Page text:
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Hoffmann, R. A wiki for the life sciences where authorship matters. Nature Genetics (2008)

Mutations of G158 and their second-site revertants in the plasma membrane H(+)-ATPase gene (pma1) in Saccharomyces cerevisiae.

A G158D mutation residing near the cytoplasmic end of transmembrane segment 2 of the H(+)-ATPase from Saccharomyces cerevisiae appears to alter electrogenic proton transport by the proton pump (Perlin et al. (1988) J. Biol. Chem. 263, 18118-18122.) The mutation confers upon whole cells a pronounced growth sensitivity to low pH and a resistance to the antibiotic hygromycin B. The isolated enzyme retains high activity (70% of wild type) but is inefficient at pumping protons in a reconstituted vesicle system, suggesting that this enzyme may be partially uncoupled (Perlin et al. (1989) J. Biol. Chem. 264, 21857-21864). In this study, the acid-sensitive growth phenotype of the pma1-D158 mutant was utilized to isolate second site suppressor mutations in an attempt to probe structural interactions involving amino acid 158. Site-directed mutagenesis of the G158 locus was also performed to explore its local environment. Nineteen independent revertants of pma1-G158D were selected as low pH-resistant colonies. Four were full phenotypic revertants showing both low pH resistance and hygromycin B sensitivity. Of three full revertants analyzed further, one restored the original glycine residue at position 158 while the other two carried compensatory mutations V336A or F830S, in transmembrane segments 4 and 7, respectively. Partial revertants, which could grow on low pH medium but still retained hygromycin B resistance, were identified in transmembrane segments 1 (V127A) and 2 (C148T, G156C), as well as in the cytoplasmic N-terminal domain (E110K) and in the cytoplasmic loop between transmembrane segments 2 and 3 (D170N, L275S). Relative to the G158D mutant, all revertants showed enhanced net proton transport in whole-cell medium acidification assays and/or improved ATP hydrolysis activity. Small polar amino acids (Asp and Ser) could be substituted for glycine at the 158 position to produce active, albeit somewhat defective, enzymes; larger hydrophobic residues (Leu and Val) produced more severe phenotypes. These results suggest that G158 is likely to reside in a tightly packed polar environment which interacts, either directly or indirectly, with transmembrane segments 1, 4 and 7. The revertant data are consistent with transmembrane segments 1 and 2 forming a conformationally sensitive helical hairpin structure.[1]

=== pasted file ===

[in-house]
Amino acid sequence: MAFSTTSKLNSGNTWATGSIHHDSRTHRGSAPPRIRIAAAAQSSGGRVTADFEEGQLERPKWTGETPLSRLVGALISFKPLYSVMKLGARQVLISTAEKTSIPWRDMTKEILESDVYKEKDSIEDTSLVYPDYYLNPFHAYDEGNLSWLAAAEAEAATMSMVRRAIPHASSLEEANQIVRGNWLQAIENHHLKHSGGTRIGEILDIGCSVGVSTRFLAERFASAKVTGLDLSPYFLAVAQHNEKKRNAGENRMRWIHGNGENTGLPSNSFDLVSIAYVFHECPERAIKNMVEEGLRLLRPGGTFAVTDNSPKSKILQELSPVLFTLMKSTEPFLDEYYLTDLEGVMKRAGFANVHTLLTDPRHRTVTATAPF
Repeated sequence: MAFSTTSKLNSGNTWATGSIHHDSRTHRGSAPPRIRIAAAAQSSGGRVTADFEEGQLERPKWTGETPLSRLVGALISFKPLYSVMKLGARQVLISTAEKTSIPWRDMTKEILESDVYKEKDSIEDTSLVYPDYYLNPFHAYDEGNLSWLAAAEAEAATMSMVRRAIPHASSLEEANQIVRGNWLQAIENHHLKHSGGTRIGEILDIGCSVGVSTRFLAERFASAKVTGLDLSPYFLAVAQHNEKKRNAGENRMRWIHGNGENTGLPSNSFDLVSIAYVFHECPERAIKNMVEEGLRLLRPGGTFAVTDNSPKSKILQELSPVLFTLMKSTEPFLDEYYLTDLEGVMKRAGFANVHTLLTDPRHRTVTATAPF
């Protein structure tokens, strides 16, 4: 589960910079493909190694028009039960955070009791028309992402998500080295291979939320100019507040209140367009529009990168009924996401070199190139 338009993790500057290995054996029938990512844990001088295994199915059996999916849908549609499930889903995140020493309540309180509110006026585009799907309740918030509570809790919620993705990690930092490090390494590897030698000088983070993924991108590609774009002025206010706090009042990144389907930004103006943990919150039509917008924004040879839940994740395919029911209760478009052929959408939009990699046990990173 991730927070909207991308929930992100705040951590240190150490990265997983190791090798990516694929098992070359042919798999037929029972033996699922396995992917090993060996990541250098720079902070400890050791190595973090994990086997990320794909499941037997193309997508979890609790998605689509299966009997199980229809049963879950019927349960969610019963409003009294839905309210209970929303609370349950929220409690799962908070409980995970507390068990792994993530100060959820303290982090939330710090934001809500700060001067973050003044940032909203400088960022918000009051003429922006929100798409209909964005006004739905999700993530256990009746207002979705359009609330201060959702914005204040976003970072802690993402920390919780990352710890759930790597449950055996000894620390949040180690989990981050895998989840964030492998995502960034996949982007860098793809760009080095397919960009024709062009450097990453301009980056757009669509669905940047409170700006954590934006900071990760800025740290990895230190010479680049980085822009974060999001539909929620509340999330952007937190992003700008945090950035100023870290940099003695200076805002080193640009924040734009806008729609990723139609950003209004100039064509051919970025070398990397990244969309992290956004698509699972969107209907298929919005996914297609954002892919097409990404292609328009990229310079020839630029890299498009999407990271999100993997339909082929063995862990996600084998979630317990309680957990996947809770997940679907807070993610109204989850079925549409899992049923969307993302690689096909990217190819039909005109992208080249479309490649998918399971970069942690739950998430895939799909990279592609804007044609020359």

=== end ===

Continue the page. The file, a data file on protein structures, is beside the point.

1. Mutations of G158 and their second-site revertants in the plasma membrane H(+)-ATPase gene (pma1) in Saccharomyces cerevisiae. Anand, S., Seto-Young, D., Perlin, D.S., Haber, J.E. Biochim. Biophys. Acta (1995) [Pubmed]
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